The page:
November 16, 2023
You may notice as you scroll through Instagram or TikTok that a young person is gushing about a cool new product that has made his or her life immeasurably better. Some of those people may be getting paid for that—and colleges are now offering courses to attract students interested in pursuing careers in the emerging field of social influencing, reports Newsweek.
The phenomenon is growing and attracting more entrants as it becomes more lucrative. In April, Goldman Sachs estimated that, over the next five years, the global “creator economy” would grow from $250 billion to $480 billion. The investment bank said that about 4% of creators worldwide earn a decent living, generating income upwards of $100,000 a year.
As more creators and influencers get in on the action, the competition for eyeballs is growing—and those who can build sizeable audiences will flock to places they can choose to work for platforms that can make them money.
“As a result, we expect some element of a ‘flight to quality,’ whereby creators will prioritize platforms with stability, scale, and monetization potential,” Eric Sheridan, Goldman’s senior equity research analyst, says.
UCLA Extension, for example, has a class for Fall 2023 that promises to teach students “how to establish credibility as an expert” and “build a genuine and significant” following using “methods of promoting that expertise through media and messages that match talents and markets” for a $525 for five weeks of classes.
Other colleges have begun to offer such courses—and even majors—focused on training potential influencers, pointing to an interest among students for such training.
Duke University in North Carolina has had a course “Building Global Audiences”, that, according to Bloomberg, taught students how to build up their presence online. Natalia Hauser, who attended the class, told the outlet that she can make thousands from partnerships with brands and found the class helpful in becoming a better business person when dealing with companies.
“I don’t think people understand how much money is in this industry,” Hauser said. “It involves a lot of negotiation and business.”
Professor Aaron Dinin, who taught the class at Duke, believes this is where the world has evolved to as more and more people are glued to their phones and look for information via social media platforms.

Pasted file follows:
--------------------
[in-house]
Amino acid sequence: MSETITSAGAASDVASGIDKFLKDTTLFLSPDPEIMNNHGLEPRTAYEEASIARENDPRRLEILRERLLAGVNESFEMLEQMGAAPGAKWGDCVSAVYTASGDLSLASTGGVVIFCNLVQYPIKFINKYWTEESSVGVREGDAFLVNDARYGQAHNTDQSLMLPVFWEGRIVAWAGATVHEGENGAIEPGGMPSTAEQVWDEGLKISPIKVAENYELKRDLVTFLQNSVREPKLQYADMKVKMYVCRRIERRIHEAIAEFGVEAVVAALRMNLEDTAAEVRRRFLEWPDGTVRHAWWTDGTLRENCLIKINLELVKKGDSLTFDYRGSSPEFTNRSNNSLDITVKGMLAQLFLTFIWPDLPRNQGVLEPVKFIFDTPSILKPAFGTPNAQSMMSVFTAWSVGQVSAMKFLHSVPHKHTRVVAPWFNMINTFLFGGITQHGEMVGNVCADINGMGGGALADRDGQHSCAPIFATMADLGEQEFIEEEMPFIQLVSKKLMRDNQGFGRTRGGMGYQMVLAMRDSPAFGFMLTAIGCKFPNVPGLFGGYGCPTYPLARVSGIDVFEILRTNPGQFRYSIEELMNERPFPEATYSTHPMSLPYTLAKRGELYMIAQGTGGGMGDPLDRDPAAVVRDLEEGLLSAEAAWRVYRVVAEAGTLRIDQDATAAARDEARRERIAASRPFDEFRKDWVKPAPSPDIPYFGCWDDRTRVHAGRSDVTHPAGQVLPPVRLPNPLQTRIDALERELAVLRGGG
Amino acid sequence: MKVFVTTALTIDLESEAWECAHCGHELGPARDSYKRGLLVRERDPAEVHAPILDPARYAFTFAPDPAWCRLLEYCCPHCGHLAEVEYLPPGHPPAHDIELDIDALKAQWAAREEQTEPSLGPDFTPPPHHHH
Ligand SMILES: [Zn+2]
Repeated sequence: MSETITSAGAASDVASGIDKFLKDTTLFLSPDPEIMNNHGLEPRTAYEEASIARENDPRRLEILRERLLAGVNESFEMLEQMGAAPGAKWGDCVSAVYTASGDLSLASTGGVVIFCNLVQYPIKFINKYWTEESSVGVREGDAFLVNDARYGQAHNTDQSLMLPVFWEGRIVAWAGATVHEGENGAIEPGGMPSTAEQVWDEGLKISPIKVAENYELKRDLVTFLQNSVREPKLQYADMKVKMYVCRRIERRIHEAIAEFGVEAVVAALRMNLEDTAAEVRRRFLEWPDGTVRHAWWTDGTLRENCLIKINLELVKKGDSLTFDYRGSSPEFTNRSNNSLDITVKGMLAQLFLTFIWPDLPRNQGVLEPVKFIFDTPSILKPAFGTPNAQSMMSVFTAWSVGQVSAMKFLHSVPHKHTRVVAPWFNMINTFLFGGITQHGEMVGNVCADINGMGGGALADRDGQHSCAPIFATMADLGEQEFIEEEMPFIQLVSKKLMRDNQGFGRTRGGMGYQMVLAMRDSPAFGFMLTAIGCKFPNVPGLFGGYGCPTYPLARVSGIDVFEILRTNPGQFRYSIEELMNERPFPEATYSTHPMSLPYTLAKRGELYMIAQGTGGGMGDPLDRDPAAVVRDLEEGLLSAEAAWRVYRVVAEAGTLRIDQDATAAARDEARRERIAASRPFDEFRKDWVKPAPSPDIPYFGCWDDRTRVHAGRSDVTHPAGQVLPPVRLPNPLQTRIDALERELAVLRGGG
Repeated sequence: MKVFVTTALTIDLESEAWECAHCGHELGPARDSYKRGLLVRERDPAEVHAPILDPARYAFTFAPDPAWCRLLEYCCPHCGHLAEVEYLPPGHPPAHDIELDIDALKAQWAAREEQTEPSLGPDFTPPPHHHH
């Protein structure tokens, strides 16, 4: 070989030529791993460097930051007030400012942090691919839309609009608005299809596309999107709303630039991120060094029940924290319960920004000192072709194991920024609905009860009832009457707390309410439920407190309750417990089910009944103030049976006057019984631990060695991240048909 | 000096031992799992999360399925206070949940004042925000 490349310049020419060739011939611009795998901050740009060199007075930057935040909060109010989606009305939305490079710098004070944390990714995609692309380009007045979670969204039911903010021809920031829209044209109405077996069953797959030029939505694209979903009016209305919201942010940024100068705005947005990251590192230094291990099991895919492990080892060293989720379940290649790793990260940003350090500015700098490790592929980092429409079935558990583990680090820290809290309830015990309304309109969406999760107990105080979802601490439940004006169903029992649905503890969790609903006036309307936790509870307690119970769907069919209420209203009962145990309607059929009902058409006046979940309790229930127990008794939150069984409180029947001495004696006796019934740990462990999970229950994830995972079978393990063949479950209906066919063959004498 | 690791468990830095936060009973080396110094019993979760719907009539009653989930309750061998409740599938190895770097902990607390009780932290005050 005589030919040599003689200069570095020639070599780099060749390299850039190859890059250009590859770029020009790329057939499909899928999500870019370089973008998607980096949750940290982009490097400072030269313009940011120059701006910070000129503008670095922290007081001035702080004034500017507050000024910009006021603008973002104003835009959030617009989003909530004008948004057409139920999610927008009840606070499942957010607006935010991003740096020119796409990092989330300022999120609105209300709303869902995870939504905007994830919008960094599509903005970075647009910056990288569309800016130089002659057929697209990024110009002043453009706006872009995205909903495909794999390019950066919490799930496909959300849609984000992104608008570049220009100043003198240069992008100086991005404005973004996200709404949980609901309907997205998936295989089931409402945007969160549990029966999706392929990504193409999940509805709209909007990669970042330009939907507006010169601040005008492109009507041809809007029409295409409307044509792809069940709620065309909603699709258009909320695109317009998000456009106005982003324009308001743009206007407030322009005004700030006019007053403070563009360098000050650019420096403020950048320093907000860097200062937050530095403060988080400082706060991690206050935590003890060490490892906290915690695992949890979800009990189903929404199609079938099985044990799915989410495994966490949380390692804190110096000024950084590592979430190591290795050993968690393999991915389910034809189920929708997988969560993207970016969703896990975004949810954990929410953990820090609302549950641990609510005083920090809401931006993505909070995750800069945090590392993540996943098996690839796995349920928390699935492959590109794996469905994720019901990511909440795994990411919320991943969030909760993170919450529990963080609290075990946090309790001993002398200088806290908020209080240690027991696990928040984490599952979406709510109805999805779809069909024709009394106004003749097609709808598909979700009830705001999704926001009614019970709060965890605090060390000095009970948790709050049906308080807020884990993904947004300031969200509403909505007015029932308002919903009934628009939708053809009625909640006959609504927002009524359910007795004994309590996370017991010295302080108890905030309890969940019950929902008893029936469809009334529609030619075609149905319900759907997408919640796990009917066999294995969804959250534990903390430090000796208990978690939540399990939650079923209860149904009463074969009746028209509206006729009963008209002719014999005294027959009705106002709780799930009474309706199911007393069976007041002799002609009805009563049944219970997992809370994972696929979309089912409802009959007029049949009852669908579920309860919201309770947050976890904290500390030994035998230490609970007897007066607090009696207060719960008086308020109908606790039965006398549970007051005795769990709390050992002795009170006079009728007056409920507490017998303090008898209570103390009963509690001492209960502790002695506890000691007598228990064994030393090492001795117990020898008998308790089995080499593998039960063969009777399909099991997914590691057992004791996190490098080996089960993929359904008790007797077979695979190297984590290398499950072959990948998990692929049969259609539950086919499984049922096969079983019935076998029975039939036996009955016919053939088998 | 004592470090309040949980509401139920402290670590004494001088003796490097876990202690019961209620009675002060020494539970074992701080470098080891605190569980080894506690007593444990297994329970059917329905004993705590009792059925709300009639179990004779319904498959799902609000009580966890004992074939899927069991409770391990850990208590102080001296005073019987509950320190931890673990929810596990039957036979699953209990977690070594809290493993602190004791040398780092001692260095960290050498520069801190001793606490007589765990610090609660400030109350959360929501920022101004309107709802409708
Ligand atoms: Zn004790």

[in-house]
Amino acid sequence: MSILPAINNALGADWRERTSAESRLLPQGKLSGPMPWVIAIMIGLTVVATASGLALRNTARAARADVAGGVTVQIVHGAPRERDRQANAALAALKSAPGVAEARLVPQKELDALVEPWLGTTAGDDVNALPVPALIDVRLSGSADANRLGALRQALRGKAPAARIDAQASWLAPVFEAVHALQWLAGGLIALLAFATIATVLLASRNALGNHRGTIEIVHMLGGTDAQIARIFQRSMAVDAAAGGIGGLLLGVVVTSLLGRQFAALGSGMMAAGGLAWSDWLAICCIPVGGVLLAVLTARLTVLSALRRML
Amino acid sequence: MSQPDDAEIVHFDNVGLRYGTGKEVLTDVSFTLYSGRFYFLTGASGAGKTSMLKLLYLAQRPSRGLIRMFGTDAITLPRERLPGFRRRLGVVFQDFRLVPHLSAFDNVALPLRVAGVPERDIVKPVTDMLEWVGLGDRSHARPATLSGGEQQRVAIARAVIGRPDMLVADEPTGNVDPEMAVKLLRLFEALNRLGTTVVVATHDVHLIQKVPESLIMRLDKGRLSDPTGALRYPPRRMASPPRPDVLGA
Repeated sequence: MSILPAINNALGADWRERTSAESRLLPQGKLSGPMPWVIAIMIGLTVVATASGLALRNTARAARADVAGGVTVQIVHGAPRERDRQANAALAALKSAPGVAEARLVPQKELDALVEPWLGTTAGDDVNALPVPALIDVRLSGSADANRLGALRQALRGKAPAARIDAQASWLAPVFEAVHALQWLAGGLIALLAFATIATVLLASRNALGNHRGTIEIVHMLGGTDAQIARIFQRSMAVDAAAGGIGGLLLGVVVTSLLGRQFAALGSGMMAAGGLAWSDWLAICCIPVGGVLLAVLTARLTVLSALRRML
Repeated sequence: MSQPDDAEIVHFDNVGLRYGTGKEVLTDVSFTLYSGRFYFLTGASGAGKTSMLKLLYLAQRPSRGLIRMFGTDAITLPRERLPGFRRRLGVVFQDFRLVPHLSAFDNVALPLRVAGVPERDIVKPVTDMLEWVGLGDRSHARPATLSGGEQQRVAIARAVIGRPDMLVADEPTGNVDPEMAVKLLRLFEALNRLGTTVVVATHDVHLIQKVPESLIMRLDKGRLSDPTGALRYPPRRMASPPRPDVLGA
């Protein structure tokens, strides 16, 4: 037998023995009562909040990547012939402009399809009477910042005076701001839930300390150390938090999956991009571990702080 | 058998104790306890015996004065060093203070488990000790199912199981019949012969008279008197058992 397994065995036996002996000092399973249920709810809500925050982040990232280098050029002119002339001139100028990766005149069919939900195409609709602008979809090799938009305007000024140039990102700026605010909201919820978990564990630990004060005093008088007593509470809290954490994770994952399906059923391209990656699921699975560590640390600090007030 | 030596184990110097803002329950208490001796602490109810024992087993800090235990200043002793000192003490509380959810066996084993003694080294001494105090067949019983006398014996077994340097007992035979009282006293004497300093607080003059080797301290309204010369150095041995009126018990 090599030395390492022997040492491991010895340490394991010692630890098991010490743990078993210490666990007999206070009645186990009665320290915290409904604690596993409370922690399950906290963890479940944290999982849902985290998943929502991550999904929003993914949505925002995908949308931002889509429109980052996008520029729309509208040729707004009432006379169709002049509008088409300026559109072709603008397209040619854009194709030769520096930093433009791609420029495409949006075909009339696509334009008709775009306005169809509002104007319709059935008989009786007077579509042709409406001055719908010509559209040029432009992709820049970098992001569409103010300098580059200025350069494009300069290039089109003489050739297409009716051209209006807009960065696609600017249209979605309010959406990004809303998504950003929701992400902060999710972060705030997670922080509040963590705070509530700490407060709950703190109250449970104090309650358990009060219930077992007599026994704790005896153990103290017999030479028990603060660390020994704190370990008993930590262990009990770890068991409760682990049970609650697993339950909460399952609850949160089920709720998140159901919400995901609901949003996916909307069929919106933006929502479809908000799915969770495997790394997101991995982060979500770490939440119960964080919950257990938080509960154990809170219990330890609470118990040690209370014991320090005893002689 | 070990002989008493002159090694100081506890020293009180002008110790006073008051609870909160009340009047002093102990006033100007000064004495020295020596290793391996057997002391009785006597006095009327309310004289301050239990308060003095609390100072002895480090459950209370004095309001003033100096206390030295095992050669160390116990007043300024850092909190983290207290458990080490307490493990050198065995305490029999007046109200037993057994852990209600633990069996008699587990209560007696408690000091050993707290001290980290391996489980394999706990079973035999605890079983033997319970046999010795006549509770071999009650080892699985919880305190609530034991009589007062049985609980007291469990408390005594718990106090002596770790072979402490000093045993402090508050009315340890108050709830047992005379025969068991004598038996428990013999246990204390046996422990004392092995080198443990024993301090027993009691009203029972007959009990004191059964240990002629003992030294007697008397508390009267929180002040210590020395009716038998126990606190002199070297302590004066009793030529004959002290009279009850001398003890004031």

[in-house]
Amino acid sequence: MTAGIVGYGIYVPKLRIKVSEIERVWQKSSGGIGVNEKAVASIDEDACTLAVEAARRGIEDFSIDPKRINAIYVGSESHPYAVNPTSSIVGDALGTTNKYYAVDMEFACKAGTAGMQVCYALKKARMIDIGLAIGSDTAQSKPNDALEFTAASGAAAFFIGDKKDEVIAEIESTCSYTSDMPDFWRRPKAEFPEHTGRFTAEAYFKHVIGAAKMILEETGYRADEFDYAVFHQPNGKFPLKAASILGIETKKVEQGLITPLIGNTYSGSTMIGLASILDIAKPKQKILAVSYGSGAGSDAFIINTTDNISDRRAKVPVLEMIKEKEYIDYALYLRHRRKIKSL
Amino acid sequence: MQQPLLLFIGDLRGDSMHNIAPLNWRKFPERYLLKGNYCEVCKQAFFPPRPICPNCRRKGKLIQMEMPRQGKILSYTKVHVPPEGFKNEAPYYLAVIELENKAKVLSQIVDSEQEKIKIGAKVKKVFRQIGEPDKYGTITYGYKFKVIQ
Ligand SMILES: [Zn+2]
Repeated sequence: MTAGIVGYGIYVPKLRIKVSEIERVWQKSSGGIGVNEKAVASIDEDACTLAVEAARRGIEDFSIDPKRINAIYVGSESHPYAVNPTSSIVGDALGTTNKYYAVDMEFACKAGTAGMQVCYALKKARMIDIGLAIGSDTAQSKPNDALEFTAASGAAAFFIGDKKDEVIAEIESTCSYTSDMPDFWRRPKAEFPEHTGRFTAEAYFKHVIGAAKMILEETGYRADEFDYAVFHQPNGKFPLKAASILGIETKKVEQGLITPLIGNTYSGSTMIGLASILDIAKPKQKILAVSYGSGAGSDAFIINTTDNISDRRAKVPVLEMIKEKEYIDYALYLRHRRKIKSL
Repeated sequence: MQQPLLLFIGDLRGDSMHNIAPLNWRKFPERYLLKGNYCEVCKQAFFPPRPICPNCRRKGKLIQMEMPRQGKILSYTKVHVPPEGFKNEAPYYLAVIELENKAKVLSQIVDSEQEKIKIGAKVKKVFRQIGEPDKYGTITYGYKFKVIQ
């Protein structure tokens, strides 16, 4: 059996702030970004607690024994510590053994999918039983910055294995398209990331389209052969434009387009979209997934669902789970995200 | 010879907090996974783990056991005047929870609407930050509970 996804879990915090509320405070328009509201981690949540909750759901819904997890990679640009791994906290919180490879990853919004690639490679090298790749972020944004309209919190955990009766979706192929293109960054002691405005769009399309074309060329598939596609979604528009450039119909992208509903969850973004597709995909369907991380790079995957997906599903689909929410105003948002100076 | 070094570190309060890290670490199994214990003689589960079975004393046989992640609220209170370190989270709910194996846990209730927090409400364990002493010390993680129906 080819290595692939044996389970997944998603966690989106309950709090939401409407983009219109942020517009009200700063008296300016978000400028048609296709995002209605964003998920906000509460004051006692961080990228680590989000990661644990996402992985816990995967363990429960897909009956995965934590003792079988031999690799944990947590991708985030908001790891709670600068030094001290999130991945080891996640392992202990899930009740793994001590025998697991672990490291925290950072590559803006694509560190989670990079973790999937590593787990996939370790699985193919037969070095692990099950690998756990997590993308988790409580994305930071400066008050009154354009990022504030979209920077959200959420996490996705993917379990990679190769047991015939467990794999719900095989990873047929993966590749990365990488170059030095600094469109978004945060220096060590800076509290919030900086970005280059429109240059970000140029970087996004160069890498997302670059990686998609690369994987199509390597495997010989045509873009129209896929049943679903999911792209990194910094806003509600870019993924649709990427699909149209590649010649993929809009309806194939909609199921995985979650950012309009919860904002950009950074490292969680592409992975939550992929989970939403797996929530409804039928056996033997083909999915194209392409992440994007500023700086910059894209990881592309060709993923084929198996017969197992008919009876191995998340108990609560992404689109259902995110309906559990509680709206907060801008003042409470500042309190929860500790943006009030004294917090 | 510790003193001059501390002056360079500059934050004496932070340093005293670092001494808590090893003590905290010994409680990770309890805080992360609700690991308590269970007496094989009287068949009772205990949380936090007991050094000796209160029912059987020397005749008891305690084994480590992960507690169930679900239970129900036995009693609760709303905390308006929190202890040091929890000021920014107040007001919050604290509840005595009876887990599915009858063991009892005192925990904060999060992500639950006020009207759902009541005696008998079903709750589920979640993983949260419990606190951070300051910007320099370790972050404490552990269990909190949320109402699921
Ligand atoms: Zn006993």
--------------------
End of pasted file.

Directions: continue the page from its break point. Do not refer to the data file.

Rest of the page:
“There’s a lot of entrepreneurial opportunity and a lot of reach,” he told Bloomberg.
Similar courses can be found at campuses around the country, such as at the
Robert Kozinets—who teaches “Influencer Relations” at the Annenberg School for Communication and Journalism at the University of Southern California—told ABC‘s Good Morning America in September that his classes look at influencers as a phenomenon and do not give specific instructions on how to be one.
“I don’t think you can teach someone to have that ‘je ne sais quoi’ charisma, and that stage presence,” Kozinets said. “I think what you can teach is the mechanics of some persuasion, understanding contracts, understanding the nuts and bolts of the industry, understanding how all those pieces fit together.”
Success in such an industry comes from the ability of influencers to strike deals with brands, with getting a piece of advertising share or the creation of their own brands for sales as being other avenues for revenue.
YouTube, one of the platforms popular with influencers, generated $35 billion last year for America’s economy through its “creative ecosystem”, according to Oxford Economics.
“YouTube’s creative ecosystem supported more than 390,000 full-time equivalent jobs in the US,” they said. Other platforms that tend to proliferate with influencers include video-friendly platforms, such as Meta‘s Instagram, Snapchat, and TikTok.
Goldman Sachs believes that “incumbent platforms” are more popular for creators.
“Goldman Sachs Research sees more creators moving to these platforms as competition heats up for their content and audiences—particularly as macroeconomic uncertainty impacts brand spending and as rising interest rates pressure funding for emerging platforms,” the investment bank said.
Research contact: @Newsweek